For the first time in three years, inflows into Canadian ETFs in June were outweighed by redemptions, resulting in a net monthly outflow of $682 million. Equities bore the brunt of the withdrawals, with over $2.2 billion exiting broad market Canadian and US equity funds, according to National Bank Financial Markets. Sector specific equity ETFs saw net inflows for the month, $442 million of which poured into the financials sector.
Despite the difficulties that bonds have faced this year, fixed income investors sang a different tune this past month, as fixed income ETFs saw outsized inflows. Majority of the new money was directed to Canadian aggregate bond and cash alternative products. Horizons Canadian Select Universe Bond ETF (HBB-T) and CI High Interest Savings ETF (CSAV-T) had the first and third highest inflows of all ETFs during the month, respectively.
Cryptocurrency ETFs saw nearly $700 million in outflows during the month of June, representing 16% of the asset class’s AUM. Purpose Bitcoin ETF (BTCC-T) and 3iQ CoinShares Bitcoin ETF (BTCQ-T) had the largest outflows among the crypto asset lineup, shedding $455 million and $197 million, respectively. National Bank Financial Markets explains that “the outflows from these two ETFs were unusually large and took place on a single day, suggesting institutional activities were present in the outflows”. The price of Bitcoin also fell to its lowest level since December 2020 during the month.
Only two new funds were launched in June, both providing income-based strategies. Harvest Portfolios Group launched the Harvest Canadian Equity Income Leaders ETF (HLIF-T), designed to provide investors with access to large cap, dividend paying Canadian equities. The ETF will also write covered call options on up to 33% of the holdings in order to lower the volatility of returns and deliver steady monthly income. The fund has a target yield of 7% and charges a management fee 0.65%.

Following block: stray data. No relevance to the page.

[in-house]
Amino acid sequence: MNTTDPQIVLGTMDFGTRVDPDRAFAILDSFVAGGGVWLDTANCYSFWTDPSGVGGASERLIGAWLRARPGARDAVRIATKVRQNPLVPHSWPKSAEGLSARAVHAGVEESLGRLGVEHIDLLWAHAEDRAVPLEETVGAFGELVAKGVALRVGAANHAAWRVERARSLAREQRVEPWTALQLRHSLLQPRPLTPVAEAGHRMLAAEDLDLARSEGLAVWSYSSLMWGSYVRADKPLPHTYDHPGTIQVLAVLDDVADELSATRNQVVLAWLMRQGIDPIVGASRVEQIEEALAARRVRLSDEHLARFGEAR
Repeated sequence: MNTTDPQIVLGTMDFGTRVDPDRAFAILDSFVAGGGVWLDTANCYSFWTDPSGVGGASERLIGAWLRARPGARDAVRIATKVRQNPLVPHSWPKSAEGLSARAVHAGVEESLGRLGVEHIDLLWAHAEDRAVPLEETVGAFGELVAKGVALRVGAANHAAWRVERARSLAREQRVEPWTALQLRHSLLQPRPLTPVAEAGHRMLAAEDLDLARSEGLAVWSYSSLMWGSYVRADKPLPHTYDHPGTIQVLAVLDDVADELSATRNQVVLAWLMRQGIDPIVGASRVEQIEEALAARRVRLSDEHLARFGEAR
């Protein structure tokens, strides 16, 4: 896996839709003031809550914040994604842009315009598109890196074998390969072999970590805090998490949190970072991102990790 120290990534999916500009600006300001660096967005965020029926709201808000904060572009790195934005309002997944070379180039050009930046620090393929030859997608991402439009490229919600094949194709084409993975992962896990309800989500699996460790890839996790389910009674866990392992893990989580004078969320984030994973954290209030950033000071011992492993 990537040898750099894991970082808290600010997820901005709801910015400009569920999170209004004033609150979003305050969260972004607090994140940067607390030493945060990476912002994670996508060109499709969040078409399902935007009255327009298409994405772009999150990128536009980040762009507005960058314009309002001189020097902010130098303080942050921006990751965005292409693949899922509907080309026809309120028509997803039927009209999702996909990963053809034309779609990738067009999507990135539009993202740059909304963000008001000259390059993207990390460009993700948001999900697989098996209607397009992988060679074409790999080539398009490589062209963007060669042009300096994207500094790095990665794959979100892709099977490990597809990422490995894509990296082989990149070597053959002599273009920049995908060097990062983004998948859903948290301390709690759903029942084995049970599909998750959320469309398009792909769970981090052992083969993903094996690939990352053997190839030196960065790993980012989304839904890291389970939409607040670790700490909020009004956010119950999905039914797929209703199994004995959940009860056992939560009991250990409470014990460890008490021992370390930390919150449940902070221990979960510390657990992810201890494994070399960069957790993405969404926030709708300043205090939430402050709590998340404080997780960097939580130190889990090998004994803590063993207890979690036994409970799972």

Ninepoint Partners listed their newest ETF offering on the NEO exchange. The Ninepoint Target Income Fund (TIF-T) aims to provide stable monthly distributions and moderate market volatility by incorporating derivative strategies. The fund will invest in a diversified portfolio of income generating equity investments, and the active risk management overlay will be supported by RBC Quantitative Investment Solution’s put selling strategy. The ETF offers a 6% target income distribution and charges a management fee of 0.60%.
There has been no shortage of income-based funds launched during this period of rising interest rates and market volatility. Hamilton and BMO are among the other providers who released similar strategies in 2022. Providers are typically quick to respond to investor needs, and it seems that many investors are looking for enhanced income solutions amid uncertainty in the financial markets.
During the month, Franklin Templeton completed their previously announced delisting of two active equity ETFs.
Ben Kleinberg is Product Manager at Inovestor